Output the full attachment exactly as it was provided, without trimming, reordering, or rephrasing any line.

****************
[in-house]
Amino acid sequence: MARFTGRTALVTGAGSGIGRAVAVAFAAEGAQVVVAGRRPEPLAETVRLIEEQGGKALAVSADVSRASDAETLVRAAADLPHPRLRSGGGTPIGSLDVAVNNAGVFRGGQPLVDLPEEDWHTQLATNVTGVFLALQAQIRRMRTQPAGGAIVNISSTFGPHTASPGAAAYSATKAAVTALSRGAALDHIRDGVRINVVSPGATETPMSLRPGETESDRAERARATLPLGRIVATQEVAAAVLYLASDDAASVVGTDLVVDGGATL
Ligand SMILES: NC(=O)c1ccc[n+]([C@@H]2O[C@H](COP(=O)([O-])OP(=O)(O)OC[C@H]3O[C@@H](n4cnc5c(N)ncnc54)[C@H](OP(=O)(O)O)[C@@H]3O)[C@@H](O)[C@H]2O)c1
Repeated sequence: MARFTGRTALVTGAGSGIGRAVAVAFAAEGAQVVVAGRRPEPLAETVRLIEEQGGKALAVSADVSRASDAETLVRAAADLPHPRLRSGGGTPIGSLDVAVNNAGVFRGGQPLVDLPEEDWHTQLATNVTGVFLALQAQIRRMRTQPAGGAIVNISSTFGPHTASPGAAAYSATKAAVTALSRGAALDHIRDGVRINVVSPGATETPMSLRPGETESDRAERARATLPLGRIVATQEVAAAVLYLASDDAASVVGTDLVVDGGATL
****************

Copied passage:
[in-house]
Amino acid sequence: MARFTGRTALVTGAGSGIGRAVAVAFAAEGAQVVVAGRRPEPLAETVRLIEEQGGKALAVSADVSRASDAETLVRAAADLPHPRLRSGGGTPIGSLDVAVNNAGVFRGGQPLVDLPEEDWHTQLATNVTGVFLALQAQIRRMRTQPAGGAIVNISSTFGPHTASPGAAAYSATKAAVTALSRGAALDHIRDGVRINVVSPGATETPMSLRPGETESDRAERARATLPLGRIVATQEVAAAVLYLASDDAASVVGTDLVVDGGATL
Ligand SMILES: NC(=O)c1ccc[n+]([C@@H]2O[C@H](COP(=O)([O-])OP(=O)(O)OC[C@H]3O[C@@H](n4cnc5c(N)ncnc54)[C@H](OP(=O)(O)O)[C@@H]3O)[C@@H](O)[C@H]2O)c1
Repeated sequence: MARFTGRTALVTGAGSGIGRAVAVAFAAEGAQVVVAGRRPEPLAETVRLIEEQGGKALAVSADVSRASDAETLVRAAADLPHPRLRSGGGTPIGSLDVAVNNAGVFRGGQPLVDLPEEDWHTQLATNVTGVFLALQAQIRRMRTQPAGGAIVNISSTFGPHTASPGAAAYSATKAAVTALSRGAALDHIRDGVRINVVSPGATETPMSLRPGETESDRAERARATLPLGRIVATQEVAAAVLYLASDDAASVVGTDLVVDGGATL